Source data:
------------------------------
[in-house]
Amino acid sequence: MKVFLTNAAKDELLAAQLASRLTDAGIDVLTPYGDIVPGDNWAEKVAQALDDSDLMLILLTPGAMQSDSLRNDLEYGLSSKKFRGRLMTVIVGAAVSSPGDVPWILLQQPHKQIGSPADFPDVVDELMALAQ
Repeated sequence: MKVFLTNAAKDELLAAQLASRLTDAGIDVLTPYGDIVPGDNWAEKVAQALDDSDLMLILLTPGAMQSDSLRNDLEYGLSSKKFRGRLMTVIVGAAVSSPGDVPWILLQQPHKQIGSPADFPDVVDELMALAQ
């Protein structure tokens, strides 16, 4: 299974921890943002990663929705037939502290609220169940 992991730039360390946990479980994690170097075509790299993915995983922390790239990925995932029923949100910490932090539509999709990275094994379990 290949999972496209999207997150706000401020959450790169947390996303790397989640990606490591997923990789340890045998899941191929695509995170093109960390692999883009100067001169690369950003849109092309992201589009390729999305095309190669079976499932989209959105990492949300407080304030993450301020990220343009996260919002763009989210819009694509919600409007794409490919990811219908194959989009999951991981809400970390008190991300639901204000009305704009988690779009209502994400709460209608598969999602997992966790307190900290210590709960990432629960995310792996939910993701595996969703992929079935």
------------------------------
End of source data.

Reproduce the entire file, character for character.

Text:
[in-house]
Amino acid sequence: MKVFLTNAAKDELLAAQLASRLTDAGIDVLTPYGDIVPGDNWAEKVAQALDDSDLMLILLTPGAMQSDSLRNDLEYGLSSKKFRGRLMTVIVGAAVSSPGDVPWILLQQPHKQIGSPADFPDVVDELMALAQ
Repeated sequence: MKVFLTNAAKDELLAAQLASRLTDAGIDVLTPYGDIVPGDNWAEKVAQALDDSDLMLILLTPGAMQSDSLRNDLEYGLSSKKFRGRLMTVIVGAAVSSPGDVPWILLQQPHKQIGSPADFPDVVDELMALAQ
């Protein structure tokens, strides 16, 4: 299974921890943002990663929705037939502290609220169940 992991730039360390946990479980994690170097075509790299993915995983922390790239990925995932029923949100910490932090539509999709990275094994379990 290949999972496209999207997150706000401020959450790169947390996303790397989640990606490591997923990789340890045998899941191929695509995170093109960390692999883009100067001169690369950003849109092309992201589009390729999305095309190669079976499932989209959105990492949300407080304030993450301020990220343009996260919002763009989210819009694509919600409007794409490919990811219908194959989009999951991981809400970390008190991300639901204000009305704009988690779009209502994400709460209608598969999602997992966790307190900290210590709960990432629960995310792996939910993701595996969703992929079935």